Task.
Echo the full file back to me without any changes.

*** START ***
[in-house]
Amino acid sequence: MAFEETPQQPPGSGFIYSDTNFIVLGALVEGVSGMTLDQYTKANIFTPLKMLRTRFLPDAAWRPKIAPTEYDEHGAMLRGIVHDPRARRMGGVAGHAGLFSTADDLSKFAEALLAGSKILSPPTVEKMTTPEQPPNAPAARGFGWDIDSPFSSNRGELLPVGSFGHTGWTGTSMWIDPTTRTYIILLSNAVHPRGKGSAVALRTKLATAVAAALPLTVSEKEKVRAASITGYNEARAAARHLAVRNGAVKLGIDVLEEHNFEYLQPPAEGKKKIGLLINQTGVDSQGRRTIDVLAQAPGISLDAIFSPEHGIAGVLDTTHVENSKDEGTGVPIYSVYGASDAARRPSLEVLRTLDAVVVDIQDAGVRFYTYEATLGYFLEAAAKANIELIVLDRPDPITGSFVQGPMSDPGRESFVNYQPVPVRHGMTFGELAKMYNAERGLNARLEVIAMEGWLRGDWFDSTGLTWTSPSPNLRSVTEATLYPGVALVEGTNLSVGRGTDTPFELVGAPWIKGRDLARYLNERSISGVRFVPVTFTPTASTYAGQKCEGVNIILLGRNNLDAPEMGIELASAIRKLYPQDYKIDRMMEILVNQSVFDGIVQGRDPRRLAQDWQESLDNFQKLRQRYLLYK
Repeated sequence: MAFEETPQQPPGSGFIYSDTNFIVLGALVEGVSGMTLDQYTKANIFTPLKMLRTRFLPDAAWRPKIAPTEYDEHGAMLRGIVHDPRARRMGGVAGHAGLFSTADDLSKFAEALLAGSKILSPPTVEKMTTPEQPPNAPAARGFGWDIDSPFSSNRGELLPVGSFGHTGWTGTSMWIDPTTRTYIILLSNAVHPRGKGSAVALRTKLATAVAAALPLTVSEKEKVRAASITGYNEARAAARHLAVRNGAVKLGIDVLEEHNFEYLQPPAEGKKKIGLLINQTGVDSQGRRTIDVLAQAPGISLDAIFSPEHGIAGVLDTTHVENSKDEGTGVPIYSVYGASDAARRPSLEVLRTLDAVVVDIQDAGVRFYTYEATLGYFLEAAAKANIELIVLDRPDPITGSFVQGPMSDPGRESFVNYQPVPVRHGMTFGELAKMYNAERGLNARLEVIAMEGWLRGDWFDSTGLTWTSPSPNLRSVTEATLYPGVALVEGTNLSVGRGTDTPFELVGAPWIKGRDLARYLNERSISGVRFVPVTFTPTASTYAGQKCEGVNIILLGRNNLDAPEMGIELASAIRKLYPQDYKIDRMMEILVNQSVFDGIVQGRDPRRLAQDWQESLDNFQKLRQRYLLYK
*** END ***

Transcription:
[in-house]
Amino acid sequence: MAFEETPQQPPGSGFIYSDTNFIVLGALVEGVSGMTLDQYTKANIFTPLKMLRTRFLPDAAWRPKIAPTEYDEHGAMLRGIVHDPRARRMGGVAGHAGLFSTADDLSKFAEALLAGSKILSPPTVEKMTTPEQPPNAPAARGFGWDIDSPFSSNRGELLPVGSFGHTGWTGTSMWIDPTTRTYIILLSNAVHPRGKGSAVALRTKLATAVAAALPLTVSEKEKVRAASITGYNEARAAARHLAVRNGAVKLGIDVLEEHNFEYLQPPAEGKKKIGLLINQTGVDSQGRRTIDVLAQAPGISLDAIFSPEHGIAGVLDTTHVENSKDEGTGVPIYSVYGASDAARRPSLEVLRTLDAVVVDIQDAGVRFYTYEATLGYFLEAAAKANIELIVLDRPDPITGSFVQGPMSDPGRESFVNYQPVPVRHGMTFGELAKMYNAERGLNARLEVIAMEGWLRGDWFDSTGLTWTSPSPNLRSVTEATLYPGVALVEGTNLSVGRGTDTPFELVGAPWIKGRDLARYLNERSISGVRFVPVTFTPTASTYAGQKCEGVNIILLGRNNLDAPEMGIELASAIRKLYPQDYKIDRMMEILVNQSVFDGIVQGRDPRRLAQDWQESLDNFQKLRQRYLLYK
Repeated sequence: MAFEETPQQPPGSGFIYSDTNFIVLGALVEGVSGMTLDQYTKANIFTPLKMLRTRFLPDAAWRPKIAPTEYDEHGAMLRGIVHDPRARRMGGVAGHAGLFSTADDLSKFAEALLAGSKILSPPTVEKMTTPEQPPNAPAARGFGWDIDSPFSSNRGELLPVGSFGHTGWTGTSMWIDPTTRTYIILLSNAVHPRGKGSAVALRTKLATAVAAALPLTVSEKEKVRAASITGYNEARAAARHLAVRNGAVKLGIDVLEEHNFEYLQPPAEGKKKIGLLINQTGVDSQGRRTIDVLAQAPGISLDAIFSPEHGIAGVLDTTHVENSKDEGTGVPIYSVYGASDAARRPSLEVLRTLDAVVVDIQDAGVRFYTYEATLGYFLEAAAKANIELIVLDRPDPITGSFVQGPMSDPGRESFVNYQPVPVRHGMTFGELAKMYNAERGLNARLEVIAMEGWLRGDWFDSTGLTWTSPSPNLRSVTEATLYPGVALVEGTNLSVGRGTDTPFELVGAPWIKGRDLARYLNERSISGVRFVPVTFTPTASTYAGQKCEGVNIILLGRNNLDAPEMGIELASAIRKLYPQDYKIDRMMEILVNQSVFDGIVQGRDPRRLAQDWQESLDNFQKLRQRYLLYK